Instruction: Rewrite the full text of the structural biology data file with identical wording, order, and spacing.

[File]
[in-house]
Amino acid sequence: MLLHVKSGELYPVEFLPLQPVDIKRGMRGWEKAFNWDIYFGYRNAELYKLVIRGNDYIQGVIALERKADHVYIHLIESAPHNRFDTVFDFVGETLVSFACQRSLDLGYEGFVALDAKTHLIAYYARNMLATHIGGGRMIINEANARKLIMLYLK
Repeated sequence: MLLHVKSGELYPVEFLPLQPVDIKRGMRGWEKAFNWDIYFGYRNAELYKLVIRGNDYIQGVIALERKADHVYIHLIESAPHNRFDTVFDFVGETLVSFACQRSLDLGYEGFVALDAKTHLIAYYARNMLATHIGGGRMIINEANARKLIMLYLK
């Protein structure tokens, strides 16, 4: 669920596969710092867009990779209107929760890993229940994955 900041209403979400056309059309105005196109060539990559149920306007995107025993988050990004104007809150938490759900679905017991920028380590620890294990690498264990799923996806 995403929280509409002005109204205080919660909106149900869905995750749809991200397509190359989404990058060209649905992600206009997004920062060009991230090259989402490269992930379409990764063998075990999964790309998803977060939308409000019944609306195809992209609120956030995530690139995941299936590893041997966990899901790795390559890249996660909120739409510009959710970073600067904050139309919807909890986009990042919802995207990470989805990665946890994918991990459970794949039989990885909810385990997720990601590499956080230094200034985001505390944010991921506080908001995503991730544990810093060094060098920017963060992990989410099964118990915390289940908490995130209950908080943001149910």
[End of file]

[in-house]
Amino acid sequence: MLLHVKSGELYPVEFLPLQPVDIKRGMRGWEKAFNWDIYFGYRNAELYKLVIRGNDYIQGVIALERKADHVYIHLIESAPHNRFDTVFDFVGETLVSFACQRSLDLGYEGFVALDAKTHLIAYYARNMLATHIGGGRMIINEANARKLIMLYLK
Repeated sequence: MLLHVKSGELYPVEFLPLQPVDIKRGMRGWEKAFNWDIYFGYRNAELYKLVIRGNDYIQGVIALERKADHVYIHLIESAPHNRFDTVFDFVGETLVSFACQRSLDLGYEGFVALDAKTHLIAYYARNMLATHIGGGRMIINEANARKLIMLYLK
């Protein structure tokens, strides 16, 4: 669920596969710092867009990779209107929760890993229940994955 900041209403979400056309059309105005196109060539990559149920306007995107025993988050990004104007809150938490759900679905017991920028380590620890294990690498264990799923996806 995403929280509409002005109204205080919660909106149900869905995750749809991200397509190359989404990058060209649905992600206009997004920062060009991230090259989402490269992930379409990764063998075990999964790309998803977060939308409000019944609306195809992209609120956030995530690139995941299936590893041997966990899901790795390559890249996660909120739409510009959710970073600067904050139309919807909890986009990042919802995207990470989805990665946890994918991990459970794949039989990885909810385990997720990601590499956080230094200034985001505390944010991921506080908001995503991730544990810093060094060098920017963060992990989410099964118990915390289940908490995130209950908080943001149910």